Monte Brothers Sound Systems, an Ardsley, NY-based house-of-worship audio equipment integration specialist for over 50 years which has served nearly 2,000 churches nationwide, maintains a close collaborative relationship with Audio-Technica that’s highlighted by two recently completed installations.
Both institutions host some of the major events that typically take place in a cathedral (e.g., ordinations), as well as the celebrations common to a parish church, such as daily liturgies, baptisms and weddings. These events and celebrations involve very different uses of the spaces, making mobile and reconfigurable wireless microphone technology essential. Further, both facilities had been trying to fix chronic problems with intelligibility for some time before calling in Monte Bros.
States Steve Minozzi of Monte Brothers: “The problems were typical to most houses of worship – people couldn’t hear.”
Audio-Technica microphones and RF equipment were just one component of the replacement sound systems at the two churches, systems that also include technologies from brands that include Biamp, Powersoft and CAMM, a Leon company.
The Miraculous Medal Shrine in Philadelphia and St. Mary’s Seminary and University in Baltimore contacted Monte Brothers for sound system overhauls based, both with similar requirements: to accommodate daily mass and other events with just the celebrant and servers at or near the altar, but then reconfigure the microphones to handle multiple speaking celebrants during ordinations and other large services. The churches can seat about 800 congregants each.
At the Miraculous Medal Shrine, only the microphone at the pulpit, an A-T Engineered Sound ES925/XLR (with MicroLine element), is hard wired. “The ES925 MicroLine capsule was designed by Audio-Technica with consultation from Monte Brothers back in 1987 for Cardinal O’Connor in 1990,” says Minozzi, and was intended to eliminate the pop of earlier microphone models. “That capsule has accomplished our tasks for all these years, so we stay with that mic.”
Logistics and mobility is another important factor for the church, he adds, a need met with the deployment of now has three A-T 3000 Series wireless body packs plus a handheld microphone, all operating in the UHF band at 500 MHz. “Besides the three celebrants that have the wireless body packs and headset mics on, any additional people speaking at the altar can be heard through the altar microphone, which is a System 10 PRO ATW-T1006 boundary microphone/transmitter,” he says.
The boundary mic is not permanently positioned at the altar, he continues, which is why wireless was necessary. “They don’t necessarily use a mic there all the time, only for big events. The whole sanctuary area, where the organ and altar are, is filled with priests when they have ordinations, and during the celebration of the services, multiple priests will speak.”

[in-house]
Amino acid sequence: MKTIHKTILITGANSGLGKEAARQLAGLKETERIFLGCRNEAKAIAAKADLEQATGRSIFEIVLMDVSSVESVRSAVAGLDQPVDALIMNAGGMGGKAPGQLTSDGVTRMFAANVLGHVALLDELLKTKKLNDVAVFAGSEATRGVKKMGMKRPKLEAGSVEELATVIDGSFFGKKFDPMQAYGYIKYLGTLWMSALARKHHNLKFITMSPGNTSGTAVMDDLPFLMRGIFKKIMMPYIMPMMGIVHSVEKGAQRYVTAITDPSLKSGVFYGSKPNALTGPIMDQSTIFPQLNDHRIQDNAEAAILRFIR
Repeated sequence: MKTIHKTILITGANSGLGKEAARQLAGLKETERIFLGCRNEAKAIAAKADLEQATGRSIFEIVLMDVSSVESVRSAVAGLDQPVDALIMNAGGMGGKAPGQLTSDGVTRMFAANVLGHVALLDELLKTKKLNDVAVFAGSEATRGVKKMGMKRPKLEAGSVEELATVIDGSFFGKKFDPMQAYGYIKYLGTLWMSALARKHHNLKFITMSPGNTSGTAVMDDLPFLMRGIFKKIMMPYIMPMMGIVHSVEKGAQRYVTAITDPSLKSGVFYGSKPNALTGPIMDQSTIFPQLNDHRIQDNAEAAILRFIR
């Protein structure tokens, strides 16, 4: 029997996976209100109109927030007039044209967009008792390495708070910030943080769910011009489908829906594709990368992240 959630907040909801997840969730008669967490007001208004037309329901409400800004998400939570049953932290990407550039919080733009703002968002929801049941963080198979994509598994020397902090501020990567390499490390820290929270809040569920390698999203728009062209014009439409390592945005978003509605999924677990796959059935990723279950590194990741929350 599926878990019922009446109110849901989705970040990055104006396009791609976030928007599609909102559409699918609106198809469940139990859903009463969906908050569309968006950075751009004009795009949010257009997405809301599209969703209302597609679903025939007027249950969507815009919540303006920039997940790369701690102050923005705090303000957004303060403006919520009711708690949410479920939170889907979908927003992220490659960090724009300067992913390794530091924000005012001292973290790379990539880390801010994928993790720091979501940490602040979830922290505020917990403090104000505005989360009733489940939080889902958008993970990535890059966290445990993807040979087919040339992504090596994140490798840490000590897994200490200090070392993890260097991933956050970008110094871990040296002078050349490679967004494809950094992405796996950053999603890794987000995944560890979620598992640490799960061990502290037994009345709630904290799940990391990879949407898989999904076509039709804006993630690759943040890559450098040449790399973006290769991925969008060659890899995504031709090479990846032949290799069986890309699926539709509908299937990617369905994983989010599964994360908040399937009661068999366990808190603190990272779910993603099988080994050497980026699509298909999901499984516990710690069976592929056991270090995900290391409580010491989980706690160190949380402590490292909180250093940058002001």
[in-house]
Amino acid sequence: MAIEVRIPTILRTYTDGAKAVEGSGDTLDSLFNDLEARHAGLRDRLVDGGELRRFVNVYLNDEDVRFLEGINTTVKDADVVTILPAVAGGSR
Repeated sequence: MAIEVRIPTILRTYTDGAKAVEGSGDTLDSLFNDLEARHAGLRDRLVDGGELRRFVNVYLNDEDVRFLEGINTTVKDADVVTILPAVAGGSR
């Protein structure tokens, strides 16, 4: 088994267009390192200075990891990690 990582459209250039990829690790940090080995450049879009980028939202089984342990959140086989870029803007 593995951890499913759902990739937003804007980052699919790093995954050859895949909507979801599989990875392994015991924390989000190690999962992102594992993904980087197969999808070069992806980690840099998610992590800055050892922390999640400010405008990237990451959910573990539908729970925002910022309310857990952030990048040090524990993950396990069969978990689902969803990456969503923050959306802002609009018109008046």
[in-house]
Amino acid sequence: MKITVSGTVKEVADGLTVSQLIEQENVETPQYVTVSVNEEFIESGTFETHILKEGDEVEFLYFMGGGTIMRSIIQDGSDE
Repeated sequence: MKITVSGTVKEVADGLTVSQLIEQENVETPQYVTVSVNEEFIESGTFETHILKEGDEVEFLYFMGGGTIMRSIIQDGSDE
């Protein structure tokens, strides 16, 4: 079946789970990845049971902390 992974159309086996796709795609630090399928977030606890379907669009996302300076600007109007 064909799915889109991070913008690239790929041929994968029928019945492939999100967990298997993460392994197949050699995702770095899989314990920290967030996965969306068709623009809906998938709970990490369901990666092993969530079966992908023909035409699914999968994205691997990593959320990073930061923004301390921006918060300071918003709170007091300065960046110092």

Two other positions in the sanctuary area, a lectern and a chair, are also covered by System 10 PRO bases, in combination with ES925/XLR mics with MicroLine elements. “Those are moveable to another location in the worship space,” Minozzi says. “Or they may take them out completely.” Additional System 10 PRO bases provide coverage of the choir. “They are usable with any mobile choir microphone that they might want to employ during special events,” he notes, and generally move around depending on the need.
At a sixth location, a System 10 PRO ATW-T1002 handheld transmitter is available for use by the organist or a solo singer. Minozzi: “It’s usually on a stand or boom stand for soloists either at the organ, in the rear sanctuary or sometimes in the front, for concerts, announcements or whatever.”
Meanwhile, at St. Mary’s Seminary, the majority of the microphones are A-T 3000 Series wireless products. Four body packs are paired with two AT899 lavaliers and two BP894 headset mics. There are also four handheld wireless mics available. System 10 PRO bases are paired with ES925/XLRs with MicroLine elements at the pulpit and the lectern, and a pair of ATW-T1006 boundary microphone/transmitters, one at each end of the altar. A microphone on the piano transmits through a fifth System 10 PRO base.
Monte Brothers has shared its expertise through a webinar entitled “Can You Hear Me Now?” — a primer prepared for the Conference for Catholic Facility Management, which oversees the construction and maintenance of buildings and helps local parishes connect with contractors. The webinar explains the essential component parts of a sound system and offers recommended solutions for six common types of Catholic Church architecture. “We broke it down for them,” Minozzi concludes, “because we are in a position to share our knowledge so churches have a firm starting point before they meet with their design consultant.”